For the month of March, which is Colon Cancer Awareness Month, I want to review the early symptoms of colon cancer so we can prevent this disease more successfully. Colon cancer is one of the few cancer you can prevent by doing colonoscopies.
The general recommendation is to have a baseline colonoscopy at 50 years and then repeat it every 5 to 10 years, which reflects that polyps or colon cancer development takes a long time. This leaves a window of opportunity to do the screening, remove polyps, and prevent colon cancer.
However there are exceptions. Patients with family history are at higher risk. Any family member diagnosed with colon cancer increases your risk. You need to discuss when you should start screenings with your primary care physician.
Today I am reviewing early symptoms. I have seen too many patients, particularly young ones, who had symptoms for more than a year. They went to their physicians, but they were thought too young to have colon cancer. If you have any of the symptoms discussed here which do not respond to treatment, continue, or get worse you need to think about a colonoscopy.
Colorectal cancer can develop with very few, if any, symptoms at first. One of the most obvious signs which can signal colon cancer is bright red blood in or on the stool. However, we all know that blood in the stool does not always mean cancer. In most cases it means hemorrhoids and in rare cases polyps or diverticula which can bleed. Bright red blood is different than black stool. Blood which was in contact with stomach acid turns bright red blood into black stool.
Any persisting blood in the stool should be worked up. Usually when blood is on the toilet paper when you wipe, it is more likely to be hemorrhoids. Hemorrhoids often also have itching and painful bowel movements associated with them. Rarely anal cancer can hide behind these symptoms. All ongoing blood in the stool should be examined by a physician.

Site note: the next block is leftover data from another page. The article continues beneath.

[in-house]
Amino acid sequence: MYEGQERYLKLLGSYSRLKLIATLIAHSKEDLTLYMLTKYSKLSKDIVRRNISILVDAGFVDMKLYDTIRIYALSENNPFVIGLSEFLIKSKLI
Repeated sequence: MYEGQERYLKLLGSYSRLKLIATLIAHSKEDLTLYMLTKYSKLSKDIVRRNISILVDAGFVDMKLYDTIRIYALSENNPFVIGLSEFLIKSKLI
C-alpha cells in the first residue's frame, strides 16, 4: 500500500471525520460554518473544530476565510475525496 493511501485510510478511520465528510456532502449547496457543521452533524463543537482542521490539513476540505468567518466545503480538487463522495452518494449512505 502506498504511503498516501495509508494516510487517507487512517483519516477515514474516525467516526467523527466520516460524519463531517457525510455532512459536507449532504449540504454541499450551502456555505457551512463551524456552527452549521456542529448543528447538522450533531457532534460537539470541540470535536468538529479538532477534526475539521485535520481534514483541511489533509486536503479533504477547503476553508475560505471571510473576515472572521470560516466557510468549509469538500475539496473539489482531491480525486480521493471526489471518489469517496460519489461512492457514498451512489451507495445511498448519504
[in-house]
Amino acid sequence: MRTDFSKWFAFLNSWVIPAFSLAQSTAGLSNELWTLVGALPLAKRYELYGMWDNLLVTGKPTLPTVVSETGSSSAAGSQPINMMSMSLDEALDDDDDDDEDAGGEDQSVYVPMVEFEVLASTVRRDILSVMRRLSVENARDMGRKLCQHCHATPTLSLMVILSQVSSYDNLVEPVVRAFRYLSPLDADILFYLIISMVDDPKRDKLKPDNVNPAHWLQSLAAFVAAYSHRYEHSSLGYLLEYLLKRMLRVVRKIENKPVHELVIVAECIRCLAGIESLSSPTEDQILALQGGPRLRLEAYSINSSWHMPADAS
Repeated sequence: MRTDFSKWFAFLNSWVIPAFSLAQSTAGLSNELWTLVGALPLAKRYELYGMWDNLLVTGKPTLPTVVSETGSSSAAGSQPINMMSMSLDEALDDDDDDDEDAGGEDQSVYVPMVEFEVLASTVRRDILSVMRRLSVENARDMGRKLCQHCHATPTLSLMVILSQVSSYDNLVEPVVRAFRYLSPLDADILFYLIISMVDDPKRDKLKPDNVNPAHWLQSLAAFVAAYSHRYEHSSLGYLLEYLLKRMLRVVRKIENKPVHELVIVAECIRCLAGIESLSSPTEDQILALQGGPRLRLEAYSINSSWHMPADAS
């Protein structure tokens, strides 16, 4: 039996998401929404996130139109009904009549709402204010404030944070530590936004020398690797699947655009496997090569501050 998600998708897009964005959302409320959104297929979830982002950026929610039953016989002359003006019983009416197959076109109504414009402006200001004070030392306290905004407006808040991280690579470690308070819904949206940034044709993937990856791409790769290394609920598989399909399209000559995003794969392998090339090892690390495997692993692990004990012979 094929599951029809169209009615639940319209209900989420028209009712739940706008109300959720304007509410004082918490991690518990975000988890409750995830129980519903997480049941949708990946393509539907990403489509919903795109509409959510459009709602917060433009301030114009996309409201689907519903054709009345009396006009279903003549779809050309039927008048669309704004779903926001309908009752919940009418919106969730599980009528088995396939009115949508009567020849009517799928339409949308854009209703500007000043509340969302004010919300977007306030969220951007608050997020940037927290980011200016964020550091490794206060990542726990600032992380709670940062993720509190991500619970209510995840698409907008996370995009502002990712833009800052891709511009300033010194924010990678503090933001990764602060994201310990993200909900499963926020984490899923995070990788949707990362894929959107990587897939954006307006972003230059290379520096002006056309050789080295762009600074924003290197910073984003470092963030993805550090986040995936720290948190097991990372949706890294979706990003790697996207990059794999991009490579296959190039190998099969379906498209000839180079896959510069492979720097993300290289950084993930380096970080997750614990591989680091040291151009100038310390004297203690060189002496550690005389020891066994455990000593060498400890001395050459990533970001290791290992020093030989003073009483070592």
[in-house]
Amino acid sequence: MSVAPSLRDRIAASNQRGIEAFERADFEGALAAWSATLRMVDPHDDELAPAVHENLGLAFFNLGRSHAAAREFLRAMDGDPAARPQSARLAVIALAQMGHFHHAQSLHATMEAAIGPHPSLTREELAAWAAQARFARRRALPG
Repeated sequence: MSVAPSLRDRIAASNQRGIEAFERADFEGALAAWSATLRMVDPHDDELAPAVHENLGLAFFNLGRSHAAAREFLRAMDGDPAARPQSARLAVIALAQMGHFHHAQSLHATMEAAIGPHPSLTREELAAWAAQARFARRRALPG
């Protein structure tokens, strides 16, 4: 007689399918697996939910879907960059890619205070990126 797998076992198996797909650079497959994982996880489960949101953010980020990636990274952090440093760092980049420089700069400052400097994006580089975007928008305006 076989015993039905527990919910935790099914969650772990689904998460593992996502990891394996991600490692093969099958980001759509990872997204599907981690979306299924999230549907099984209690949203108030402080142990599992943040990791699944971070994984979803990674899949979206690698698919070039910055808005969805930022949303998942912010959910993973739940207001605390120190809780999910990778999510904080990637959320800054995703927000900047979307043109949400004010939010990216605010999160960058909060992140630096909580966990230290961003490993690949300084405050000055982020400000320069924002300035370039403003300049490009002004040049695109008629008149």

Other early symptoms are any change in bowel movement habits or stools that are narrower than usual. However, changes may be subtle. You may have constipation and diarrhea. As you can imagine we all undergo changes in how we move our bowels depending what and how much we eat. Changes of bowel habits are also associated with unexplained stomach discomfort. Frequent gas, pain, or indigestion should trigger a visit to a physician to work these symptoms up. Stomach flu can cause the same symptoms, but the critical element that symptoms persist and don’t go away.
Any persisting symptom should be of concern and get you to see a physician for examination and laboratory work up. I have many patients, particularly young one in their thirties, who are in treatment for metastatic disease and who had symptoms for years. One of these patients is 34-year old young man who had blood in his stool for over a year but otherwise was very healthy. He saw his doctor three times for his symptoms but was told he had hemorrhoids.
He was not the first young patient who was told he was too young for colon cancer, and it must be hemorrhoids causing the bleeding. If you have ongoing blood through your rectum, you should undergo a colonoscopy even when you are young and have no family history.
Depending on the location of the cancer symptoms may be very different. There are right side, transverse and left side colon and rectal locations. When tumors develop on the right site of the colon, which found more often in young patients with a genetic predisposition, they may just have uncharacterized stomach discomfort. Some of these patients have been treated for months for indigestion or upset stomach because it seemed that their symptoms were related to the stomach and not the large bowel.
If you have any family history of colon, endometrium, or ovarian cancer or any the symptoms above, please contact your doctor and get a diagnostic work up which should include colonoscopy and laboratory tests.